Dialogue Volume 15, Issue 2 2019 | Page 21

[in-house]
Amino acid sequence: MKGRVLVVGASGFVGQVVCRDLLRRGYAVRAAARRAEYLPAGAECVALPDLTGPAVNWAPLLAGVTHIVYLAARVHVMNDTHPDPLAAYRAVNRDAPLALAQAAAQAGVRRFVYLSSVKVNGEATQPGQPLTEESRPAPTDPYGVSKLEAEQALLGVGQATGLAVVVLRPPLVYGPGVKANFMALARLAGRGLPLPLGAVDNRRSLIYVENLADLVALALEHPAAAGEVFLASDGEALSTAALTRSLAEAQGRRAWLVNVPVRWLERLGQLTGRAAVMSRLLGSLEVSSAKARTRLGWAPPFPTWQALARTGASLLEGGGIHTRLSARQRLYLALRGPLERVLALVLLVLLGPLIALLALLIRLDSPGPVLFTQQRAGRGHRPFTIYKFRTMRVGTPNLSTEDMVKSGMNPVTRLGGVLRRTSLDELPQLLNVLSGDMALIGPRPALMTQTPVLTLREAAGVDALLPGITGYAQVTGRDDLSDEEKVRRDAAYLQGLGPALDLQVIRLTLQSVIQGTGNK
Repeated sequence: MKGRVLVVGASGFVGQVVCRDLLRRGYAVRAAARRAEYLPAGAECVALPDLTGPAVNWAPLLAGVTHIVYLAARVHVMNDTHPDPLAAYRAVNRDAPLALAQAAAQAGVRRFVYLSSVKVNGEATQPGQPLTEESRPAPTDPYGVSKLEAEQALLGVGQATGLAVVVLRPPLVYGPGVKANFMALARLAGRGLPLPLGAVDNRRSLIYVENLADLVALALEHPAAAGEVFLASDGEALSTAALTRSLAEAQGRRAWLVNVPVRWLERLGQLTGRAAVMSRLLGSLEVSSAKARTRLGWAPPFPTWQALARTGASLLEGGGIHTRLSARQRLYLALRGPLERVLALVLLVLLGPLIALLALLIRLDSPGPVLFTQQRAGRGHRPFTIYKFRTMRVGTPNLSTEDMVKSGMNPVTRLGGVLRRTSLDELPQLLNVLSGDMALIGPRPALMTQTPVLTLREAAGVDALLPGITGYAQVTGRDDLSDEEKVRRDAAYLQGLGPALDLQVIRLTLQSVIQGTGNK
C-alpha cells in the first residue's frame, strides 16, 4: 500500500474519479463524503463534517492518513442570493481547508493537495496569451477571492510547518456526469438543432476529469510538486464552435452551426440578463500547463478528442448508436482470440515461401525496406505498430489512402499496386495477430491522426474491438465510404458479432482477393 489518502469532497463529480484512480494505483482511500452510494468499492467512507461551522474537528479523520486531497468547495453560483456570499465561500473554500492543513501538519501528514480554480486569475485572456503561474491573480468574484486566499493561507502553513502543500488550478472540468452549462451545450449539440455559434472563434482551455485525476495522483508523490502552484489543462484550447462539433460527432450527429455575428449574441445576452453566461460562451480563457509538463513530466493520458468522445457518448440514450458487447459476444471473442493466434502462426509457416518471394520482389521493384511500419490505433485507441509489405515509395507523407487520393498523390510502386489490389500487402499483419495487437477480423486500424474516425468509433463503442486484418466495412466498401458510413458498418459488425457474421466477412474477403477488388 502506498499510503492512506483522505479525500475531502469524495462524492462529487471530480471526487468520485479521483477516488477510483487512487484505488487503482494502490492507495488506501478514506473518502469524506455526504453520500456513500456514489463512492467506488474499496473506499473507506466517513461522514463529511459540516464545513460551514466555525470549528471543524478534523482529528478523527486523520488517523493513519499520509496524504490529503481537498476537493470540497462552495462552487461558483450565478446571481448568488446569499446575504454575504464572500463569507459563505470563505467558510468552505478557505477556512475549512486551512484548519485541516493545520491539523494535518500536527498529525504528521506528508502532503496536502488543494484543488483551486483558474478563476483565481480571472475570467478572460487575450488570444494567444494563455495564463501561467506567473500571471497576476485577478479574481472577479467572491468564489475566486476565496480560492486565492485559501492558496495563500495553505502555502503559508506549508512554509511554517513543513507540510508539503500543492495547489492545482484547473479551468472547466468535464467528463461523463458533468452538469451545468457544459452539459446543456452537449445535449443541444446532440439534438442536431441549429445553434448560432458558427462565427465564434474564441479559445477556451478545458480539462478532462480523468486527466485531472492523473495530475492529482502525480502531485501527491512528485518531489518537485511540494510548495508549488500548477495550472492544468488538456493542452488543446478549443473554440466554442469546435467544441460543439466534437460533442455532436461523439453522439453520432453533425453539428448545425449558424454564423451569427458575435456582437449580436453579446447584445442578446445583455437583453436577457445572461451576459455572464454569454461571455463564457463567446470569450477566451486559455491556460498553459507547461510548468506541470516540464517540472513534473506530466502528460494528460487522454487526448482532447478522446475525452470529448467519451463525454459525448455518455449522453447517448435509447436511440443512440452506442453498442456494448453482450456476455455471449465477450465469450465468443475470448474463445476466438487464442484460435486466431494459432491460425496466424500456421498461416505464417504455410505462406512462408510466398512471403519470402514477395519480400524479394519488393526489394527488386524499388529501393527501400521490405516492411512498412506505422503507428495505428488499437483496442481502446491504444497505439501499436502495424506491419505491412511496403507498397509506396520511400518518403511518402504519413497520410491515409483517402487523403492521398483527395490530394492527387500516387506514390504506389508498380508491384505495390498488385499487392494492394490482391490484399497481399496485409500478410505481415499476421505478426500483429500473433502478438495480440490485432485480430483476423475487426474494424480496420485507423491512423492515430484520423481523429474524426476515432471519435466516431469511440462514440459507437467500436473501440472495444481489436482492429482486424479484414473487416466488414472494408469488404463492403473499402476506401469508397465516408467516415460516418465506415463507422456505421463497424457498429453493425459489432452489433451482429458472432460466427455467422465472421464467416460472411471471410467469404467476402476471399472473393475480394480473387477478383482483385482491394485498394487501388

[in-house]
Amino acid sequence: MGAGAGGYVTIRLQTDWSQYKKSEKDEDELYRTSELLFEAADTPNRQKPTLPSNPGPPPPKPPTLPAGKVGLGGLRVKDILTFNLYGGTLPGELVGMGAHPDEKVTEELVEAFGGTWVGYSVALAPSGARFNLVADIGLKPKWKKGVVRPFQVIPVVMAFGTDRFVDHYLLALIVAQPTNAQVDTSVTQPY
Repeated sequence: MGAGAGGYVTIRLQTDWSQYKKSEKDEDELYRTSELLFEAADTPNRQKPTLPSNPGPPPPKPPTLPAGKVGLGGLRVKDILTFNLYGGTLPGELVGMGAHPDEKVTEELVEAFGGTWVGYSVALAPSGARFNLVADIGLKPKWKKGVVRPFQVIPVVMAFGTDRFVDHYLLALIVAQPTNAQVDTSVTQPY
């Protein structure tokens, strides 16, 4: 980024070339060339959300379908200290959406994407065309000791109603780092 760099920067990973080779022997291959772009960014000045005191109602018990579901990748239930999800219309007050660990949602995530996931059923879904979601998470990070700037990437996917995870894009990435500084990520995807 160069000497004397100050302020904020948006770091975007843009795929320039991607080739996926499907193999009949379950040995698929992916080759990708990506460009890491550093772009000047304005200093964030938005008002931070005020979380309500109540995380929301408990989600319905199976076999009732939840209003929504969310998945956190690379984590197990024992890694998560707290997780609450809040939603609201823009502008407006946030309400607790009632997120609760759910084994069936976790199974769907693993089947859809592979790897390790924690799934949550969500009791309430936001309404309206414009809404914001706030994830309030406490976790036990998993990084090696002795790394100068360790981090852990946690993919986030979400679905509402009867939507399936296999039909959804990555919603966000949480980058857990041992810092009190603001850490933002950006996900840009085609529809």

COMPLAINTS Reducing the risk of receiving a complaint A Vice Chair of the ICRC provides advice BY DR. AKBAR PANJU A s a physician, I know how upset- ting it is to learn that a patient has complained about you. I also know that all of us strive to deliver the best care possible to our patients and it can be jarring to find out that a patient is unhappy. While dealing with a complaint can be an uncomfortable experience, it can also be a valu- able one, because it offers an opportunity to look at an aspect of your practice through the perspective of a patient. After all, we all have our blind spots, and we all have areas where we can improve. For the past five years, I have been a member of the CPSO’s Inquiries, Complaints and Re- ports Committee (ICRC), the committee that oversees all investigations into physicians' care and conduct. For the past two years, I have been a Vice Chair of the Committee. Recently, I was asked by my medical school to give a presentation on best practices for reducing the risk of a complaint. As I put together the presentation, it struck me – and not for the first time – that so many of the complaints that we see around the ICRC table have recurring themes, with a disproportionate percentage of them rooted in communication issues. In the spirit of sharing some insights straight from the ICRC table, here are a few tips on how to minimize your chances of a formal complaint: Discuss the rationale for your clinical decisions with patients and listen to their concerns. Talk about why a treatment is necessary – or not necessary. Such conversa- tions don’t need to take a long time, and they can often mean the difference between a patient leaving their appointment with the sense that their feelings have been validated and respected or leaving the appointment with feelings of discontent. 1 ISSUE 2, 2019 DIALOGUE 21